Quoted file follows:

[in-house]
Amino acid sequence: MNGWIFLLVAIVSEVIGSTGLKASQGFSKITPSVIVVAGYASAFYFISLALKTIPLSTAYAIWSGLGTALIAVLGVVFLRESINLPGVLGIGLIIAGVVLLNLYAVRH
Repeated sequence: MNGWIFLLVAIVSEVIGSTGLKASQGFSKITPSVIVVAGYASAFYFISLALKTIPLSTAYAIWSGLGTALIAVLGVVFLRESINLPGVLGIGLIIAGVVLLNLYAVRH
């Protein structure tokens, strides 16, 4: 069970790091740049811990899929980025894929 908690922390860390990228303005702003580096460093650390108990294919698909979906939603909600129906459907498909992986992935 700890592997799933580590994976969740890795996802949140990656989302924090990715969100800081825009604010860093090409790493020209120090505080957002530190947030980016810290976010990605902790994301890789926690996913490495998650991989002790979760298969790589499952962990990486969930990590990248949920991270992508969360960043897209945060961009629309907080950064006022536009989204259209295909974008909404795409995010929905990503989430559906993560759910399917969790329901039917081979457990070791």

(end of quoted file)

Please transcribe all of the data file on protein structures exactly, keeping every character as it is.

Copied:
[in-house]
Amino acid sequence: MNGWIFLLVAIVSEVIGSTGLKASQGFSKITPSVIVVAGYASAFYFISLALKTIPLSTAYAIWSGLGTALIAVLGVVFLRESINLPGVLGIGLIIAGVVLLNLYAVRH
Repeated sequence: MNGWIFLLVAIVSEVIGSTGLKASQGFSKITPSVIVVAGYASAFYFISLALKTIPLSTAYAIWSGLGTALIAVLGVVFLRESINLPGVLGIGLIIAGVVLLNLYAVRH
């Protein structure tokens, strides 16, 4: 069970790091740049811990899929980025894929 908690922390860390990228303005702003580096460093650390108990294919698909979906939603909600129906459907498909992986992935 700890592997799933580590994976969740890795996802949140990656989302924090990715969100800081825009604010860093090409790493020209120090505080957002530190947030980016810290976010990605902790994301890789926690996913490495998650991989002790979760298969790589499952962990990486969930990590990248949920991270992508969360960043897209945060961009629309907080950064006022536009989204259209295909974008909404795409995010929905990503989430559906993560759910399917969790329901039917081979457990070791």